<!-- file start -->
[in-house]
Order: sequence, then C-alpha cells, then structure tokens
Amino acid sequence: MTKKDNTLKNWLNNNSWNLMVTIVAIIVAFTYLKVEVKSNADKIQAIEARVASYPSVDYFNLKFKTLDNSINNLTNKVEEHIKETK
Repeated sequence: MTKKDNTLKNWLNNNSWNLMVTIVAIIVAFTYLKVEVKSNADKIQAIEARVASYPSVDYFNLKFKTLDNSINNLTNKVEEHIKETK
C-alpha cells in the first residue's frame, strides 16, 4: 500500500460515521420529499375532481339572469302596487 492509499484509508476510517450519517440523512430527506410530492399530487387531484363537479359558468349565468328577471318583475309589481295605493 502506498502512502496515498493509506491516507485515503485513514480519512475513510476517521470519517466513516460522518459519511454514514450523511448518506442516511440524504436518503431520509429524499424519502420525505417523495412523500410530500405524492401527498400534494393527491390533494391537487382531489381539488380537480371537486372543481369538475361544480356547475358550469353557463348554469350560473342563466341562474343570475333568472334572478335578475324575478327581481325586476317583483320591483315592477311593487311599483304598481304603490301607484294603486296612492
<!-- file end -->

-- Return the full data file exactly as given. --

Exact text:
[in-house]
Order: sequence, then C-alpha cells, then structure tokens
Amino acid sequence: MTKKDNTLKNWLNNNSWNLMVTIVAIIVAFTYLKVEVKSNADKIQAIEARVASYPSVDYFNLKFKTLDNSINNLTNKVEEHIKETK
Repeated sequence: MTKKDNTLKNWLNNNSWNLMVTIVAIIVAFTYLKVEVKSNADKIQAIEARVASYPSVDYFNLKFKTLDNSINNLTNKVEEHIKETK
C-alpha cells in the first residue's frame, strides 16, 4: 500500500460515521420529499375532481339572469302596487 492509499484509508476510517450519517440523512430527506410530492399530487387531484363537479359558468349565468328577471318583475309589481295605493 502506498502512502496515498493509506491516507485515503485513514480519512475513510476517521470519517466513516460522518459519511454514514450523511448518506442516511440524504436518503431520509429524499424519502420525505417523495412523500410530500405524492401527498400534494393527491390533494391537487382531489381539488380537480371537486372543481369538475361544480356547475358550469353557463348554469350560473342563466341562474343570475333568472334572478335578475324575478327581481325586476317583483320591483315592477311593487311599483304598481304603490301607484294603486296612492